Why Does Congress Want Smart, Highly Educated Workers To Stay Out Of The US?
from the just-wondering dept
Whenever we write about H1-B visas, we seem to get attacked by people who confuse the fact that there are some companies who abuse the program with the overall benefit of getting smart, highly educated workers working for American companies — rather than against them. It certainly fits with economist’s Bryan Caplan’s theory that many people have specific biases that blind them to the bigger picture. All four of those biases actually come into play on this issue. The anti-market bias that doesn’t recognize the benefits of competition and assumes that protectionism helps an industry, when it actually hurts. The anti-foreign bias that obviously comes into play when people seem to be against immigrants because they’re “not American” even if they help the American economy. The make-work bias that falsely assumes that it’s better to have people employed right now than creating an economy that will produce more, better paying jobs in the future. And, finally, the pessimistic bias that assumes that because some foreign workers may take a job from a higher paid American, that we’re all going to lose our jobs.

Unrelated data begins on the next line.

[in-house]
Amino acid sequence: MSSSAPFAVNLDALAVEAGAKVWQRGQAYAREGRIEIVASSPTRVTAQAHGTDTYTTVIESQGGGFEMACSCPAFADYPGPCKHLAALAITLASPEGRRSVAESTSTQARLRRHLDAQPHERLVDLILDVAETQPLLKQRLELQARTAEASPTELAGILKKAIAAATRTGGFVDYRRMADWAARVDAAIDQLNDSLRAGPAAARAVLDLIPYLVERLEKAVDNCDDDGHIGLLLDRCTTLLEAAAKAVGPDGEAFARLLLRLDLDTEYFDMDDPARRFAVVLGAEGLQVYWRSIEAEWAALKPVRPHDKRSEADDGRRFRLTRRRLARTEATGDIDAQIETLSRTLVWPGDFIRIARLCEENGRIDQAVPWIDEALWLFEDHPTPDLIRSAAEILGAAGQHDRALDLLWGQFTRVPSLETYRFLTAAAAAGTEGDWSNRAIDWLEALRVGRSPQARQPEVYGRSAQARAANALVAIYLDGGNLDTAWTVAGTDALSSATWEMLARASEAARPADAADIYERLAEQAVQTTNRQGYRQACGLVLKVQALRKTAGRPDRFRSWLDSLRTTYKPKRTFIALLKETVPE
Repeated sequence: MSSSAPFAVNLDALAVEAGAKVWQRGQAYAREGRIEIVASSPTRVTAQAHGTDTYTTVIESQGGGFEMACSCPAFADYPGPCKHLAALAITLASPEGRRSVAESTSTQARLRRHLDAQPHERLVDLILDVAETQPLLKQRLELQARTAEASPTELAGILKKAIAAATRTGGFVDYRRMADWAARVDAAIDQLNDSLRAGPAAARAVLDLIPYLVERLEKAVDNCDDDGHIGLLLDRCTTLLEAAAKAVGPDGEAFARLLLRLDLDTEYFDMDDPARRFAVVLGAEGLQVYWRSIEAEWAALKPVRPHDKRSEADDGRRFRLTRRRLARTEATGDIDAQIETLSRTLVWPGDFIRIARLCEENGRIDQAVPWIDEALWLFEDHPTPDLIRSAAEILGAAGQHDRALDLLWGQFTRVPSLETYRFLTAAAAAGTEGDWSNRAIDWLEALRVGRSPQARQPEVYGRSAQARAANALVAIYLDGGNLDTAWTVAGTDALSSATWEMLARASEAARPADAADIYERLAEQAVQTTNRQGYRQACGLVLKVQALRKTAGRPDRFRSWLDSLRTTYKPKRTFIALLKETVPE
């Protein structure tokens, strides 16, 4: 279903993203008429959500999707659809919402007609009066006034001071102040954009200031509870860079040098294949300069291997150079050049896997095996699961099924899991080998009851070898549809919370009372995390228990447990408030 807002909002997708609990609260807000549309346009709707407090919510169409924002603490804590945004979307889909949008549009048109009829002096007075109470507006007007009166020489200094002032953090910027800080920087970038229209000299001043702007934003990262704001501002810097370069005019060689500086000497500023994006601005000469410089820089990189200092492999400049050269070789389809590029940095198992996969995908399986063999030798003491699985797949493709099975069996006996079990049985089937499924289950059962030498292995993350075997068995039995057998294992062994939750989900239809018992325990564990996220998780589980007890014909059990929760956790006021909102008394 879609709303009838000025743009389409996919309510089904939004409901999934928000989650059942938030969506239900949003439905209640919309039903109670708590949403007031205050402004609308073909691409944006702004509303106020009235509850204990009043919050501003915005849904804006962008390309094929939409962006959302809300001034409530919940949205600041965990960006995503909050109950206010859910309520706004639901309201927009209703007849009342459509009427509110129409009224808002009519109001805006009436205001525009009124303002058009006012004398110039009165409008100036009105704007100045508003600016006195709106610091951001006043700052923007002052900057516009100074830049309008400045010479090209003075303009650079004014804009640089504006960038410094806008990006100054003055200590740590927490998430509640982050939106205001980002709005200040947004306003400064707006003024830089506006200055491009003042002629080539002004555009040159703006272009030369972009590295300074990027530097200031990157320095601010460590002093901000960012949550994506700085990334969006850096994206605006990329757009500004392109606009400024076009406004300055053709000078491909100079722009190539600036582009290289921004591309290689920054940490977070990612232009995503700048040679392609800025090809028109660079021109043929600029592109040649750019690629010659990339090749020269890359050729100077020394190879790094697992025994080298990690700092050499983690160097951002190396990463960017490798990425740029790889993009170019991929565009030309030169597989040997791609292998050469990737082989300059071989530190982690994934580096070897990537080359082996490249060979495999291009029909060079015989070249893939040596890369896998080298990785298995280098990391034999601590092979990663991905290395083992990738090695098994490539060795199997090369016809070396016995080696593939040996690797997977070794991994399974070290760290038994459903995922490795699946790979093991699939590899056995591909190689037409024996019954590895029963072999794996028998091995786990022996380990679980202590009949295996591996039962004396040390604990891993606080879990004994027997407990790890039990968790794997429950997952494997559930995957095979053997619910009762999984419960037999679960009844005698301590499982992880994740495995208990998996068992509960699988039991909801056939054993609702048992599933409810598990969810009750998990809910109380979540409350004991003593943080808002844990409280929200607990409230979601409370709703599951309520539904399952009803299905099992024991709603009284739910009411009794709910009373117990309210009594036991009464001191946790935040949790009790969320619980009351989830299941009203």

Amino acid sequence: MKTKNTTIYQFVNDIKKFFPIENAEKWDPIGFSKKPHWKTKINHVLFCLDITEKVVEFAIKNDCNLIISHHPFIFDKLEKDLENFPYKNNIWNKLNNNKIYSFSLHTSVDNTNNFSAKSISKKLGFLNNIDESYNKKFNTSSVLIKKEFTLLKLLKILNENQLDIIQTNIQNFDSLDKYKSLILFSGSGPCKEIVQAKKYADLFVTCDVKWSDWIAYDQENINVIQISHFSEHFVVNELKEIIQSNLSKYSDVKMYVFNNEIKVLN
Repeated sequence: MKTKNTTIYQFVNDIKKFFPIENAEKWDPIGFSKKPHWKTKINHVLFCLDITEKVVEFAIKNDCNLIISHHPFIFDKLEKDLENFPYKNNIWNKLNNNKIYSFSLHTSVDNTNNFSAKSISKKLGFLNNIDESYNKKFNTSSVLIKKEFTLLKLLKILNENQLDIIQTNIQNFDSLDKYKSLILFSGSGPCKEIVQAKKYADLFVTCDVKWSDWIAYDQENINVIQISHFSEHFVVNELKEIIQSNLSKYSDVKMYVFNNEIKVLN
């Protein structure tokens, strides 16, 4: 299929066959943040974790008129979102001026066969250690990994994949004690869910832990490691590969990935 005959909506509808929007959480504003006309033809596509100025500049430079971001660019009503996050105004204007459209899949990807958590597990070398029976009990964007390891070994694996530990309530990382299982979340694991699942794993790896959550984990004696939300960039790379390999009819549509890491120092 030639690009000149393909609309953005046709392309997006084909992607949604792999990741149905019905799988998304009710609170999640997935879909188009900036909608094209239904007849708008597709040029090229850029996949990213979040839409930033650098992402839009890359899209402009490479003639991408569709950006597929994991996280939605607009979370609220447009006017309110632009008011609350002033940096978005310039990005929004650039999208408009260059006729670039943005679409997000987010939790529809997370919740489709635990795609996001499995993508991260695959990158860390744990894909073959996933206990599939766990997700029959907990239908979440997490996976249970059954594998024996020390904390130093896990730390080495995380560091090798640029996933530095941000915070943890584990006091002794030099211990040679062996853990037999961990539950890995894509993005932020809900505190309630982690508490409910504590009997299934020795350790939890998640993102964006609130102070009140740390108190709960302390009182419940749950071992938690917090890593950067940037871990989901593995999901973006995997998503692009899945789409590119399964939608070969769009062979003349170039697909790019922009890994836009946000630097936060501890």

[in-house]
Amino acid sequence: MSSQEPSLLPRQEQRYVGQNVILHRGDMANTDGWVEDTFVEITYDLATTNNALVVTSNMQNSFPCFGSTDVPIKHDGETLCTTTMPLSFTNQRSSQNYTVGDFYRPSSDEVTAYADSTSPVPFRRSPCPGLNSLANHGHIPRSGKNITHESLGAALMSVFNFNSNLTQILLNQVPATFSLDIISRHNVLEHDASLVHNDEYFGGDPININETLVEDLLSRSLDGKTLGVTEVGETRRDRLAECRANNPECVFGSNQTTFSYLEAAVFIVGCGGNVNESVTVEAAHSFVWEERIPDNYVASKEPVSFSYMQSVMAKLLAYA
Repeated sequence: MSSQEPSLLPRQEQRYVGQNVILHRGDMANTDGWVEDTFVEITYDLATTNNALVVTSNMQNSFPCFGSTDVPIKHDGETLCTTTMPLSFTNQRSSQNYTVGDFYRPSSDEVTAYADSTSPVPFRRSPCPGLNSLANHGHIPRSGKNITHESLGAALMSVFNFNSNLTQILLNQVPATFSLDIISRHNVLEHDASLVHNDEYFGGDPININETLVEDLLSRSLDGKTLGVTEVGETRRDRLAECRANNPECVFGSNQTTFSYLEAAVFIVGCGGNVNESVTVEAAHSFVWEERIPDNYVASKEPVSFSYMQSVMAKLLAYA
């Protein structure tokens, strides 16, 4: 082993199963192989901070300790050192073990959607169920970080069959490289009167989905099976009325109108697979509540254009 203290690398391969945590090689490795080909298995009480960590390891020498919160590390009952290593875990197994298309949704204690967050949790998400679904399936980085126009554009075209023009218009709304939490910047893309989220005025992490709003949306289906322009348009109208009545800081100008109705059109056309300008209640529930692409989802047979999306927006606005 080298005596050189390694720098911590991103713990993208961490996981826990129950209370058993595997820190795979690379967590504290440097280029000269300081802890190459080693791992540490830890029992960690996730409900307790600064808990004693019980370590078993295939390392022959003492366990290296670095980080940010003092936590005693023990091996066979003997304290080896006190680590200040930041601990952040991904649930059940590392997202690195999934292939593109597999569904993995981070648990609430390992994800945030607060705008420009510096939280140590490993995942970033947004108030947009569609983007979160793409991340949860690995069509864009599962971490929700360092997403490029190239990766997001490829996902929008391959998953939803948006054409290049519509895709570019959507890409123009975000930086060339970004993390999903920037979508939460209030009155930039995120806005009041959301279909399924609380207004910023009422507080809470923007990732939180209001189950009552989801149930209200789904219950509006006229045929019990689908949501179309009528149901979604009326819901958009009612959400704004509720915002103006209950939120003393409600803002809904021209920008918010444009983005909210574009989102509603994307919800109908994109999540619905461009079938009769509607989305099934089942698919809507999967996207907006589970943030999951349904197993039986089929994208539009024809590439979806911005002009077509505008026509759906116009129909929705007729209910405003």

The reality is quite different. Competition is what drives innovation and progress. By having competitors, it pushes companies to continually improve their offerings and serve the market with better and cheaper products. That’s a good thing. Protecting an industry is a recipe for killing it, as it simply allows foreign competitors to run circles around the domestic players, killing off the international market and making Americans worse off. Second, having smart, well-educated foreign workers working for US companies, rather than for foreign competition clearly helps the American economy by keeping those companies strong and innovating, rather than getting crushed by foreign competition. Finally, if those American companies can do better and create new desired products, they can create more jobs. Jobs are not a zero-sum game.
Unfortunately, these biases are strong and difficult to fight. Politicians driven by polls too often succumb to them. The latest news is that Congress is against letting in more H1-B workers, guaranteeing that those workers will instead go to work for foreign companies — working against American companies. It’s difficult to see how anyone can favor that, but that’s the way it is unfortunately. It is true that the H1-B program has been abused by some companies. But the answer isn’t to punish the H1-B program, but to punish the abusers.